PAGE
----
January 10: A Shocked City Mourns the Death of Samuel Colt at 47

  Today in 1862, gunmaker Samuel Colt died in Hartford. Though he was only 47 years old, Colt died one of the richest men in the United States and left a legacy of manufacturing and innovation that changed the face of Hartford, Connecticut to the Western American frontier and beyond. Internationally recognized for his formative…

January 9: Connecticut Joins the United States

  Today in 1788, the delegates at the Connecticut state convention ratified the United States Constitution by a vote of 128 to 40, making Connecticut the fifth state to join the Union.   While certain states, most notably New York and Virginia, remained skeptical of the new Constitution and required lots of convincing in order to…

January 7: Connecticut’s One-Day-Only Governor

  It would be an understatement to say that Hiram Bingham III, Connecticut’s famous archaeologist, explorer, professor, pilot, politician, and best-selling author who likely was the inspiration for the fictional adventurer Indiana Jones, accomplished much in his lifetime.  It remains an irony, however, that one of Bingham’s most well-known accomplishments was also one of the…

January 6: A Wartime Departure From an Ancient Tradition

  Long known as “the Land of Steady Habits,” Connecticut is home to scores of political and cultural traditions that span generations, including many that stretch back into the colonial era. One such tradition has been the Inaugural Ball, a ceremony filled with plenty of pomp and circumstance thrown for newly elected governors by the…

January 5: A Can-Do Connectican Invents the Can Opener

  In the early 1800s, responding to Napoleon’s request to find a more efficient way to feed his armies in the field, French inventor Nicholas Appert discovered that heating food stored in glass jars would sterilize it, keeping it safe to eat for long periods of time. Shortly thereafter, Englishman Peter Durand invented a similar…

January 4: Connecticut’s First Woman Pilot’s Final Flight

  In the heady days of early American aviation, when tales of plucky pilots and ingenious innovators were a dime a dozen, few pilots stood out from the crowd as much as Mary Goodrich Jenson, the first woman to earn a pilot’s license in the state of Connecticut. Born in Hartford in 1907, young Mary…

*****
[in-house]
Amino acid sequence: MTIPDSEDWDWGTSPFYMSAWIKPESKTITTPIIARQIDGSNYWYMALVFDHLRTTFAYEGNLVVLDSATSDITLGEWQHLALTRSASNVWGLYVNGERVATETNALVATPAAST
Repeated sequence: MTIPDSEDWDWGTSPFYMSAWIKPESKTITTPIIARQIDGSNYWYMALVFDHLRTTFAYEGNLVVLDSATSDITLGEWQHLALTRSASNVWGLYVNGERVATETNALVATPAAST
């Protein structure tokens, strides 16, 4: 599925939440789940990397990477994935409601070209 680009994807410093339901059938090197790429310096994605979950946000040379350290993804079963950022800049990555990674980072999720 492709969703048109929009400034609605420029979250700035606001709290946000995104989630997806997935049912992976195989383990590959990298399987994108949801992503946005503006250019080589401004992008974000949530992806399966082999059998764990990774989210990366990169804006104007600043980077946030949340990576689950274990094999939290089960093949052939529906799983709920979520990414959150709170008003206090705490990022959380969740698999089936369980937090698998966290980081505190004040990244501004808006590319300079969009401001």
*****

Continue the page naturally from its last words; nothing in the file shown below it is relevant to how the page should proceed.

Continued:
January 3: Hunger Pangs – Glastonbury Grocery Stores Run Out of Food

  Today in 1943, concerned and sometimes panicky homemakers in Glastonbury flocked to area farms seeking potatoes, eggs, poultry and vegetables to feed their families. The food rush came following weeks of increasing food shortages  that had culminated in the sudden closure of several local grocery stores the day before, after  they simply ran out…

January 1: New Year’s Day Gets a Brand New Date

  Today in 1752, Connecticans woke up to the realization that January first was, and henceforward always would be, New Year’s Day.  The year before, and for 597 years before that,  both in Old and New England,  New Year’s Day had  fallen on March 25th. Facing a year that began in mid-winter wasn’t the only…

December 31: Cutting-Edge Teamwork Turns A Starr Into A Star

  As a major in the Continental Army, Nathan Starr forged and repaired weapons as part of his service during the Revolutionary War. After the war was over, Starr returned to his hometown of Middletown, Connecticut, and made a living manufacturing blades of a different sort: mostly agricultural tools like scythes for local farmers. In…

December 30: Mutiny at “Connecticut’s Valley Forge”

  When Americans think of the hardships faced by starving, shivering Continental Army troops during the harsh winters of the Revolutionary War, they usually remember the infamous winter encampment at Valley Forge, Pennsylvania in 1777–1778. What few realize, however, is that the eastern division of the Continental Army under the command of General Israel Putnam…